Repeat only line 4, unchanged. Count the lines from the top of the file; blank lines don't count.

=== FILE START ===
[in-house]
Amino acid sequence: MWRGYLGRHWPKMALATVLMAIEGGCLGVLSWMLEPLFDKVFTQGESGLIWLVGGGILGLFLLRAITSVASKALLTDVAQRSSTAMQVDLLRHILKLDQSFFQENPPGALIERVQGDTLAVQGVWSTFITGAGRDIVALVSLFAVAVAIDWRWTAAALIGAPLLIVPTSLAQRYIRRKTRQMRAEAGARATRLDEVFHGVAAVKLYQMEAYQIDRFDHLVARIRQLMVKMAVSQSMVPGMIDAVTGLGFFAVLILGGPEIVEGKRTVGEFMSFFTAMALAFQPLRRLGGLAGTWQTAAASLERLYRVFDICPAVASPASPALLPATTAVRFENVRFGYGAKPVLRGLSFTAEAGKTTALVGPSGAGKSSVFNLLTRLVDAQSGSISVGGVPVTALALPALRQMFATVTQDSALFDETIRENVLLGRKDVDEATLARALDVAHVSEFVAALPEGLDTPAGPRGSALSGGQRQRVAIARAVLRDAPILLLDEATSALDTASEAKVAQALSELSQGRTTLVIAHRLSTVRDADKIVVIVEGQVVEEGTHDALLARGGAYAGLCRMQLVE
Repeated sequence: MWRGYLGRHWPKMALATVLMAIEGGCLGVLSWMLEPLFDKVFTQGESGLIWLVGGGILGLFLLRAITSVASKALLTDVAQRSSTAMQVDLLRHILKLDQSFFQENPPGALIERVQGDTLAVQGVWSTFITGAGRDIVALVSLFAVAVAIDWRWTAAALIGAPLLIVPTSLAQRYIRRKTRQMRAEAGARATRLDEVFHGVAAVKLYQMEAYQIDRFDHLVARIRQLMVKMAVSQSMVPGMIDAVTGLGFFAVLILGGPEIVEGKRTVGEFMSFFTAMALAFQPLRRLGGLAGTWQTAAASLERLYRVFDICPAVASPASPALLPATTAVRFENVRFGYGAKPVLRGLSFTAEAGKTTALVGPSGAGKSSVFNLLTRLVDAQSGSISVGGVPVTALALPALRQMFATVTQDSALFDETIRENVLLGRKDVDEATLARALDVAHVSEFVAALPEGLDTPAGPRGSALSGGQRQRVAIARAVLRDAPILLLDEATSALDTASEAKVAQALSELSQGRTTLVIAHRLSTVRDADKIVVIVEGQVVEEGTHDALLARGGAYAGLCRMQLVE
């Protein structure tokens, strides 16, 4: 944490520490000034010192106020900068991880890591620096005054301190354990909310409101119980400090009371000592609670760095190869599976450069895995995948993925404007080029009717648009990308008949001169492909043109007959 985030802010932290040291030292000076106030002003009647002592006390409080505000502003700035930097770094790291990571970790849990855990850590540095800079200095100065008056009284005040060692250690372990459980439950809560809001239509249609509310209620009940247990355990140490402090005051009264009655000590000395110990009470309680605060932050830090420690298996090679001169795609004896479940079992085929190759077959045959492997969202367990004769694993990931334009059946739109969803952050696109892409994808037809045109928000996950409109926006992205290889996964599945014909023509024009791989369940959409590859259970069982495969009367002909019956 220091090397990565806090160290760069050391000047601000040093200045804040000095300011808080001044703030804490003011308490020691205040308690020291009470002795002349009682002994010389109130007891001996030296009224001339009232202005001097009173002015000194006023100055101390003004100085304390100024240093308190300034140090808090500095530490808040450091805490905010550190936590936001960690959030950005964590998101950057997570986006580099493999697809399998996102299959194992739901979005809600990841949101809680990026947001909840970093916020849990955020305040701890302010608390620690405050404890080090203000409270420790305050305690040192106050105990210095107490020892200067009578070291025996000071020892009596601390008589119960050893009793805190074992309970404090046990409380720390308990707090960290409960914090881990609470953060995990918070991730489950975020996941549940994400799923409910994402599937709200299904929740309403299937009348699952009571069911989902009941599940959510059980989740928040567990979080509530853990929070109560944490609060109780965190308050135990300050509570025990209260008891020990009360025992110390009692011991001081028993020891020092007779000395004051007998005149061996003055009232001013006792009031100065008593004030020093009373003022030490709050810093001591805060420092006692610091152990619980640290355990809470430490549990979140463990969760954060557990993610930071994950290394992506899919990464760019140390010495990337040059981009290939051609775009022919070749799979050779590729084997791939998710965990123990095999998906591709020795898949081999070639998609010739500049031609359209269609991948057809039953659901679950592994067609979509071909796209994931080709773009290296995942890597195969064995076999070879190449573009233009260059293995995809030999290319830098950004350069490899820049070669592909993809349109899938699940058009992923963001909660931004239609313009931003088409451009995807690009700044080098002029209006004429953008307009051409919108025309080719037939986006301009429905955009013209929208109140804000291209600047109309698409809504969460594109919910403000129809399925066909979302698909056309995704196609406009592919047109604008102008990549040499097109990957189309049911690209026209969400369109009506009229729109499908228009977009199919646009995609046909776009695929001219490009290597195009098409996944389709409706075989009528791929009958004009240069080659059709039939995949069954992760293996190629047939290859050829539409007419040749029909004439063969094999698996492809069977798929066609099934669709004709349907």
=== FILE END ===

């Protein structure tokens, strides 16, 4: 944490520490000034010192106020900068991880890591620096005054301190354990909310409101119980400090009371000592609670760095190869599976450069895995995948993925404007080029009717648009990308008949001169492909043109007959 985030802010932290040291030292000076106030002003009647002592006390409080505000502003700035930097770094790291990571970790849990855990850590540095800079200095100065008056009284005040060692250690372990459980439950809560809001239509249609509310209620009940247990355990140490402090005051009264009655000590000395110990009470309680605060932050830090420690298996090679001169795609004896479940079992085929190759077959045959492997969202367990004769694993990931334009059946739109969803952050696109892409994808037809045109928000996950409109926006992205290889996964599945014909023509024009791989369940959409590859259970069982495969009367002909019956 220091090397990565806090160290760069050391000047601000040093200045804040000095300011808080001044703030804490003011308490020691205040308690020291009470002795002349009682002994010389109130007891001996030296009224001339009232202005001097009173002015000194006023100055101390003004100085304390100024240093308190300034140090808090500095530490808040450091805490905010550190936590936001960690959030950005964590998101950057997570986006580099493999697809399998996102299959194992739901979005809600990841949101809680990026947001909840970093916020849990955020305040701890302010608390620690405050404890080090203000409270420790305050305690040192106050105990210095107490020892200067009578070291025996000071020892009596601390008589119960050893009793805190074992309970404090046990409380720390308990707090960290409960914090881990609470953060995990918070991730489950975020996941549940994400799923409910994402599937709200299904929740309403299937009348699952009571069911989902009941599940959510059980989740928040567990979080509530853990929070109560944490609060109780965190308050135990300050509570025990209260008891020990009360025992110390009692011991001081028993020891020092007779000395004051007998005149061996003055009232001013006792009031100065008593004030020093009373003022030490709050810093001591805060420092006692610091152990619980640290355990809470430490549990979140463990969760954060557990993610930071994950290394992506899919990464760019140390010495990337040059981009290939051609775009022919070749799979050779590729084997791939998710965990123990095999998906591709020795898949081999070639998609010739500049031609359209269609991948057809039953659901679950592994067609979509071909796209994931080709773009290296995942890597195969064995076999070879190449573009233009260059293995995809030999290319830098950004350069490899820049070669592909993809349109899938699940058009992923963001909660931004239609313009931003088409451009995807690009700044080098002029209006004429953008307009051409919108025309080719037939986006301009429905955009013209929208109140804000291209600047109309698409809504969460594109919910403000129809399925066909979302698909056309995704196609406009592919047109604008102008990549040499097109990957189309049911690209026209969400369109009506009229729109499908228009977009199919646009995609046909776009695929001219490009290597195009098409996944389709409706075989009528791929009958004009240069080659059709039939995949069954992760293996190629047939290859050829539409007419040749029909004439063969094999698996492809069977798929066609099934669709004709349907």